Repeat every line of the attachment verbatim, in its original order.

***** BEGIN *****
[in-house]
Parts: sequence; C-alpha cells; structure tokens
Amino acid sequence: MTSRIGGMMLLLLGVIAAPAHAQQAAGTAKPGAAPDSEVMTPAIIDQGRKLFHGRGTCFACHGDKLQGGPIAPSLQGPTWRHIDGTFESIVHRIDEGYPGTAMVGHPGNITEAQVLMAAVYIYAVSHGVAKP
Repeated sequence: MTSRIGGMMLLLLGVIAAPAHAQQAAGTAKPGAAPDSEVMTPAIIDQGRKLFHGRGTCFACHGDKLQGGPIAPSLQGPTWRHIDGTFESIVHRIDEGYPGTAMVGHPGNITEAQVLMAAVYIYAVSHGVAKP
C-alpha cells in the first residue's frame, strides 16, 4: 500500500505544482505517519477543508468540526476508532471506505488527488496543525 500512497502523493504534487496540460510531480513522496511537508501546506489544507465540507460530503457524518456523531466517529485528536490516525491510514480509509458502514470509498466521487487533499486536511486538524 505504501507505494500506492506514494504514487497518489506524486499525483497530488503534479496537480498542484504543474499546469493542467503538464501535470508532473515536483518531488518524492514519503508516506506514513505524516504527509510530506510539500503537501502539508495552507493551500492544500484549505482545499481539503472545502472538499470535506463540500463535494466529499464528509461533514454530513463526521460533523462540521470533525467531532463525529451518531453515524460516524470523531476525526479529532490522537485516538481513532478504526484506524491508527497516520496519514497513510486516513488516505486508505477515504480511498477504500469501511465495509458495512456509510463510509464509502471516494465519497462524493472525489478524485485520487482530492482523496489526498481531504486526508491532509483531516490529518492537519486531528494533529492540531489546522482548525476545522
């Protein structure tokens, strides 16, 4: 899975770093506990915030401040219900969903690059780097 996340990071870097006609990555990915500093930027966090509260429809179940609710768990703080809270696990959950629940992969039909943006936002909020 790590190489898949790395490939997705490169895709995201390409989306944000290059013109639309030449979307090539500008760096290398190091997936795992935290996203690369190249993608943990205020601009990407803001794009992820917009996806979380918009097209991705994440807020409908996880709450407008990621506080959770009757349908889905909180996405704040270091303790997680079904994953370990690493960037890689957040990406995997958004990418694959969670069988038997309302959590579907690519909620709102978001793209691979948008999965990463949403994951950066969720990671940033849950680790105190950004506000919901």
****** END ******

[in-house]
Parts: sequence; C-alpha cells; structure tokens
Amino acid sequence: MTSRIGGMMLLLLGVIAAPAHAQQAAGTAKPGAAPDSEVMTPAIIDQGRKLFHGRGTCFACHGDKLQGGPIAPSLQGPTWRHIDGTFESIVHRIDEGYPGTAMVGHPGNITEAQVLMAAVYIYAVSHGVAKP
Repeated sequence: MTSRIGGMMLLLLGVIAAPAHAQQAAGTAKPGAAPDSEVMTPAIIDQGRKLFHGRGTCFACHGDKLQGGPIAPSLQGPTWRHIDGTFESIVHRIDEGYPGTAMVGHPGNITEAQVLMAAVYIYAVSHGVAKP
C-alpha cells in the first residue's frame, strides 16, 4: 500500500505544482505517519477543508468540526476508532471506505488527488496543525 500512497502523493504534487496540460510531480513522496511537508501546506489544507465540507460530503457524518456523531466517529485528536490516525491510514480509509458502514470509498466521487487533499486536511486538524 505504501507505494500506492506514494504514487497518489506524486499525483497530488503534479496537480498542484504543474499546469493542467503538464501535470508532473515536483518531488518524492514519503508516506506514513505524516504527509510530506510539500503537501502539508495552507493551500492544500484549505482545499481539503472545502472538499470535506463540500463535494466529499464528509461533514454530513463526521460533523462540521470533525467531532463525529451518531453515524460516524470523531476525526479529532490522537485516538481513532478504526484506524491508527497516520496519514497513510486516513488516505486508505477515504480511498477504500469501511465495509458495512456509510463510509464509502471516494465519497462524493472525489478524485485520487482530492482523496489526498481531504486526508491532509483531516490529518492537519486531528494533529492540531489546522482548525476545522
């Protein structure tokens, strides 16, 4: 899975770093506990915030401040219900969903690059780097 996340990071870097006609990555990915500093930027966090509260429809179940609710768990703080809270696990959950629940992969039909943006936002909020 790590190489898949790395490939997705490169895709995201390409989306944000290059013109639309030449979307090539500008760096290398190091997936795992935290996203690369190249993608943990205020601009990407803001794009992820917009996806979380918009097209991705994440807020409908996880709450407008990621506080959770009757349908889905909180996405704040270091303790997680079904994953370990690493960037890689957040990406995997958004990418694959969670069988038997309302959590579907690519909620709102978001793209691979948008999965990463949403994951950066969720990671940033849950680790105190950004506000919901």